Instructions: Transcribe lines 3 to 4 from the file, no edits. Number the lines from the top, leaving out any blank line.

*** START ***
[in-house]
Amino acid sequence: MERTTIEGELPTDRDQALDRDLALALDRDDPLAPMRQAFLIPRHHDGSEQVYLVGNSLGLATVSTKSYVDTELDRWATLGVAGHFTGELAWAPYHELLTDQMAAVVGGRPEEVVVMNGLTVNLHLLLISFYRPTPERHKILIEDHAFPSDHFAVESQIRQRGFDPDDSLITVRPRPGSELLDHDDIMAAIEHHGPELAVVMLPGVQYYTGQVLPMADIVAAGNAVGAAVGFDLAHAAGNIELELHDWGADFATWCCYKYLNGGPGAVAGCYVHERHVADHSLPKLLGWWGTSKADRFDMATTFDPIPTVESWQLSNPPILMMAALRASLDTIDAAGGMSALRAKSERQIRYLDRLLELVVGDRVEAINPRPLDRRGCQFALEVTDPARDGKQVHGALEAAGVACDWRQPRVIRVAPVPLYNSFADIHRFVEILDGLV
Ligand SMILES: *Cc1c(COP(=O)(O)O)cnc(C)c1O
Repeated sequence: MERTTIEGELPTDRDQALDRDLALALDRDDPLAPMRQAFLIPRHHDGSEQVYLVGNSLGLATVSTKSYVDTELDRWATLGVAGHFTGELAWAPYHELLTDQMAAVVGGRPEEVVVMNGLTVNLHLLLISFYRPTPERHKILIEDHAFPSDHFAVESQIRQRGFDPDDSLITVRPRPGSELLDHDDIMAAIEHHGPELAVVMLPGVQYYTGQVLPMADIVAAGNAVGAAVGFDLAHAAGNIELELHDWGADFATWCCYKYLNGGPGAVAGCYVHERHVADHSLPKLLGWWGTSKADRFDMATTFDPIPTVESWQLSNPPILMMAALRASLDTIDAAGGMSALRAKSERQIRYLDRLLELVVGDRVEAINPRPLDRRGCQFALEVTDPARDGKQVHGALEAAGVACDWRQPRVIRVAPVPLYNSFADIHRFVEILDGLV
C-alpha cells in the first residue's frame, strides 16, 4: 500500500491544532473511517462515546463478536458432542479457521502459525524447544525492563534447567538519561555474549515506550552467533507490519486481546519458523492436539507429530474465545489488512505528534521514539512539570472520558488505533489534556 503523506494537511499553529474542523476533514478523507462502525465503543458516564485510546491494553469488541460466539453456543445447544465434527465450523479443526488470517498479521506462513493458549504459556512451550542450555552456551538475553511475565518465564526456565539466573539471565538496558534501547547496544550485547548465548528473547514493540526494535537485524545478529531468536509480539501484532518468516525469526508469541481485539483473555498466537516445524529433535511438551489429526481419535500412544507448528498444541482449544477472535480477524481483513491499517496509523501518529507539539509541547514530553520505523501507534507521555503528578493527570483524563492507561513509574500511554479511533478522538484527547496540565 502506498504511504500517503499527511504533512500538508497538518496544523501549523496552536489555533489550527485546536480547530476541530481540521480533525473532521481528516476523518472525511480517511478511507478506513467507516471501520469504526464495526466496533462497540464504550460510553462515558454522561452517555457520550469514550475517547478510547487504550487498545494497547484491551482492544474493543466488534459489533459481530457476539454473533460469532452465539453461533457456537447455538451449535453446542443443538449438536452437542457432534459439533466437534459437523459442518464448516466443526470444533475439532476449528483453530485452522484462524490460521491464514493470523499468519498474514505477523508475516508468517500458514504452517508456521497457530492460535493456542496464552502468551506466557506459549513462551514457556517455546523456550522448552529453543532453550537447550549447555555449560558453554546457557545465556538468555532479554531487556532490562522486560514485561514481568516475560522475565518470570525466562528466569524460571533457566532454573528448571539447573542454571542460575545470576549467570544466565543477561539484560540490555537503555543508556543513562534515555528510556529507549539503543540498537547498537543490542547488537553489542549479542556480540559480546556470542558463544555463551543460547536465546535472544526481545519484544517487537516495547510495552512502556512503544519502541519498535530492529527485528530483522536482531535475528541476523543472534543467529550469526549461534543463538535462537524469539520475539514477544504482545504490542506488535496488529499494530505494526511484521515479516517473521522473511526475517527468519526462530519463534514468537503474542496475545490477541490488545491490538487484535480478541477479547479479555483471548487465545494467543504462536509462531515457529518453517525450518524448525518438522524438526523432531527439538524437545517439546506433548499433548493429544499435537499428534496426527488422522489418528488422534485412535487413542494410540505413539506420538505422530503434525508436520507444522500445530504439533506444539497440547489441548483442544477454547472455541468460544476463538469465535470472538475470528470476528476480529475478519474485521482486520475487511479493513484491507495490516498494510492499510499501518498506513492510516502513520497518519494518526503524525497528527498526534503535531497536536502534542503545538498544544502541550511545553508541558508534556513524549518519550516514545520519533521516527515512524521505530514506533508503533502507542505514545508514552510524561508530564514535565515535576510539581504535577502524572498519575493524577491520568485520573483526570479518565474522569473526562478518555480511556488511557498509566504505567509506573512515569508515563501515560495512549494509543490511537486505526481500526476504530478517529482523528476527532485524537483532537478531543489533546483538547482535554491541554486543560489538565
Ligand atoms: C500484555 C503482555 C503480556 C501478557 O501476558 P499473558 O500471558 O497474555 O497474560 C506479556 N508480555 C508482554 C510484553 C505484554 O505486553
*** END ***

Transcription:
Ligand SMILES: *Cc1c(COP(=O)(O)O)cnc(C)c1O
Repeated sequence: MERTTIEGELPTDRDQALDRDLALALDRDDPLAPMRQAFLIPRHHDGSEQVYLVGNSLGLATVSTKSYVDTELDRWATLGVAGHFTGELAWAPYHELLTDQMAAVVGGRPEEVVVMNGLTVNLHLLLISFYRPTPERHKILIEDHAFPSDHFAVESQIRQRGFDPDDSLITVRPRPGSELLDHDDIMAAIEHHGPELAVVMLPGVQYYTGQVLPMADIVAAGNAVGAAVGFDLAHAAGNIELELHDWGADFATWCCYKYLNGGPGAVAGCYVHERHVADHSLPKLLGWWGTSKADRFDMATTFDPIPTVESWQLSNPPILMMAALRASLDTIDAAGGMSALRAKSERQIRYLDRLLELVVGDRVEAINPRPLDRRGCQFALEVTDPARDGKQVHGALEAAGVACDWRQPRVIRVAPVPLYNSFADIHRFVEILDGLV